This view has, however, made but little way in England and America, where the opinions of the great majority of spiritualists vary from orthodox Christianity to Unitarianism of an extreme kind.
But the Unitarianism of those times, even the Unitarianism of Channing, was very different from that of to-day.
He was an able controversialist, and in the interests of Arminianism attacked both New England Calvinism and Unitarianism; he published in 1837 The Calvinistic Controversy.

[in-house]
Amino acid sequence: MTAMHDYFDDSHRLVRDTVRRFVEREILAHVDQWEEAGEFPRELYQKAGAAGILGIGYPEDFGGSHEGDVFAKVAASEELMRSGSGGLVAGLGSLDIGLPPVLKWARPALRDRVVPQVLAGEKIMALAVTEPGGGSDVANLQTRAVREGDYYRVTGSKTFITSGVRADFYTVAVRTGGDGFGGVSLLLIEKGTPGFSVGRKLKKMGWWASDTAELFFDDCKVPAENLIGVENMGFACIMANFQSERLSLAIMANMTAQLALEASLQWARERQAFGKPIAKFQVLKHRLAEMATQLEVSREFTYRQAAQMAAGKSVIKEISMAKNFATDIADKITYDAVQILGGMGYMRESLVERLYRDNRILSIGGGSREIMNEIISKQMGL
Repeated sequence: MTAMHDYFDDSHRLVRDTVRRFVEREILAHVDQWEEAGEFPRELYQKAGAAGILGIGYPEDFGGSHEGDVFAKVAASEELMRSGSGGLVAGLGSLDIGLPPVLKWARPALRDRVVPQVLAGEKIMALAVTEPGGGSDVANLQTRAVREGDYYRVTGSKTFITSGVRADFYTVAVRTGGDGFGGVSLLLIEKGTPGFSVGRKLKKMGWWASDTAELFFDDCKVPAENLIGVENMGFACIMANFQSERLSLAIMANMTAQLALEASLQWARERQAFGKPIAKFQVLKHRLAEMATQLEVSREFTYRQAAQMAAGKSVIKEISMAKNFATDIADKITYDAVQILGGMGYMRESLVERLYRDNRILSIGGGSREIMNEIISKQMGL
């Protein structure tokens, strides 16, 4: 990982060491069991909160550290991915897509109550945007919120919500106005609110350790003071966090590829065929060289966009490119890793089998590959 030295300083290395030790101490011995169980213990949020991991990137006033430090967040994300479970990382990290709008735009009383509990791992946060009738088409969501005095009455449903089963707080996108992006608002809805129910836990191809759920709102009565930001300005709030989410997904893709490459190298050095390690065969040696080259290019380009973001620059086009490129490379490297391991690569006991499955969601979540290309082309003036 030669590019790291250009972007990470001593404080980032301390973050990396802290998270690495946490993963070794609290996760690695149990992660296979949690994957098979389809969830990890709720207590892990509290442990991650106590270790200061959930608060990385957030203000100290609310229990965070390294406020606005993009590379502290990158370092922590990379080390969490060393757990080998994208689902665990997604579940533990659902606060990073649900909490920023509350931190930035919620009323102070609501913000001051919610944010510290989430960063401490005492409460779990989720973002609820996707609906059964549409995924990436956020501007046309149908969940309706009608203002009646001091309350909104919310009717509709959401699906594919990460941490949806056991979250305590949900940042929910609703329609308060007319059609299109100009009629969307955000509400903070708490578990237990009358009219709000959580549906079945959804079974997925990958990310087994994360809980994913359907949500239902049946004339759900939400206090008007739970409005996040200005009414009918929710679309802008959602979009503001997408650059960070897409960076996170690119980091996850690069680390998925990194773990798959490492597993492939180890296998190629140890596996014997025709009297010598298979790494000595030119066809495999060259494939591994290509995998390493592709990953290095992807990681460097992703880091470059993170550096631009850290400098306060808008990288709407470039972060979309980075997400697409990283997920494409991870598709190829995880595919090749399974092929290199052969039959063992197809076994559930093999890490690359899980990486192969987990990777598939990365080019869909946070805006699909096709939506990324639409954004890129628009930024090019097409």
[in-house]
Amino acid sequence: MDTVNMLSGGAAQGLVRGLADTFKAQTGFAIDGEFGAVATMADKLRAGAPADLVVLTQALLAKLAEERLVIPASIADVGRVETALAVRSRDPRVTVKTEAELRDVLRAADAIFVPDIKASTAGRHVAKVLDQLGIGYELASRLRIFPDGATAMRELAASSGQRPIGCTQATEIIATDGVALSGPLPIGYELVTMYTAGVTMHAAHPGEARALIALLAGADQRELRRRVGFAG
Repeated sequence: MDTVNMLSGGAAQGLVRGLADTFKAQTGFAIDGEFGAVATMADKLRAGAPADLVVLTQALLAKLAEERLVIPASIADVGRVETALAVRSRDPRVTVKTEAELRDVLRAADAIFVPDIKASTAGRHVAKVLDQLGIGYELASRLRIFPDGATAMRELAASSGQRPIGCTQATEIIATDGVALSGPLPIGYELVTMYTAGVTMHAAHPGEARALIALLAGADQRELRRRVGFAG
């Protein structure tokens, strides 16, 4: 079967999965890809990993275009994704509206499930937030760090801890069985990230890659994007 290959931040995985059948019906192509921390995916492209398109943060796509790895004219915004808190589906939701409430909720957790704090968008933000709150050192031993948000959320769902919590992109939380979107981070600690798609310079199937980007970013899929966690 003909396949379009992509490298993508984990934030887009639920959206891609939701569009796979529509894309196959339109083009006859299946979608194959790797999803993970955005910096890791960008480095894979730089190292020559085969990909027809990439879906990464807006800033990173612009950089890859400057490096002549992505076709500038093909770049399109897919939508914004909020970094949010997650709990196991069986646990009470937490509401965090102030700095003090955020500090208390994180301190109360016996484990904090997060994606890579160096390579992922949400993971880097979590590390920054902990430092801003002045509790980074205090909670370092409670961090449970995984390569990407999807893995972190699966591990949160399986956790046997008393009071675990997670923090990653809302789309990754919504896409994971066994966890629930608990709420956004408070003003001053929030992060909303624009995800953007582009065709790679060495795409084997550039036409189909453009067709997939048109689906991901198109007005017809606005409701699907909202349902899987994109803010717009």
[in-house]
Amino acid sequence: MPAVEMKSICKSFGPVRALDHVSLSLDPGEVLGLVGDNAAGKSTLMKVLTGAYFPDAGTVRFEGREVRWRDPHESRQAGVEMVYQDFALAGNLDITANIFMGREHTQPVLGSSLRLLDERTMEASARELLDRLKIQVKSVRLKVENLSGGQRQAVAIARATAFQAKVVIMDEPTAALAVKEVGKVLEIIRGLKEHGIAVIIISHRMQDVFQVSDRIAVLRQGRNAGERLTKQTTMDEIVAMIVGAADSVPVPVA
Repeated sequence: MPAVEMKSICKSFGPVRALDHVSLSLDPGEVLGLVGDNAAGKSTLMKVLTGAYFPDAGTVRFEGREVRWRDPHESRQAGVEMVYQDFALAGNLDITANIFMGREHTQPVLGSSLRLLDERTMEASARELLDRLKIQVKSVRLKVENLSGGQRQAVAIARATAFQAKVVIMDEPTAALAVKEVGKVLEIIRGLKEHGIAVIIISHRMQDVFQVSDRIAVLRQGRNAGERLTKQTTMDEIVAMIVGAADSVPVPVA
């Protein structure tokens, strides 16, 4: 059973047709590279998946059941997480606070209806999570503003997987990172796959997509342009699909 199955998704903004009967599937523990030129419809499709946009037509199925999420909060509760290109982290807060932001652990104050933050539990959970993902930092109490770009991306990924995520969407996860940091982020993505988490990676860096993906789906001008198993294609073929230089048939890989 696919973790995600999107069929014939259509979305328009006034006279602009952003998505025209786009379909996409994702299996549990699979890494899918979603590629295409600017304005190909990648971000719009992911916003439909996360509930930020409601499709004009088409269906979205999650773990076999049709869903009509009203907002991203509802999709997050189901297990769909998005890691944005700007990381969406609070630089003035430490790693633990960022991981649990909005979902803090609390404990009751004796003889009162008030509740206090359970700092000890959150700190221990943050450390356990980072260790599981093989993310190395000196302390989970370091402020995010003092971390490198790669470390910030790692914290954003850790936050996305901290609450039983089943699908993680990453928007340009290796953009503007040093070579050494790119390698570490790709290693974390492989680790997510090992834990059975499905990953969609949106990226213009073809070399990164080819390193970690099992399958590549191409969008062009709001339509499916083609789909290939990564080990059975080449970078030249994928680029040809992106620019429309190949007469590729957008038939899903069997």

In the volume Unitarianism Defended, 1839.
At Litchfield and in Boston he was a prominent opponent of the $rowing "heresy" of Unitarianism, though as early as 1836 he was accused of being a "moderate Calvinist" and was tried for heresy, but was acquitted.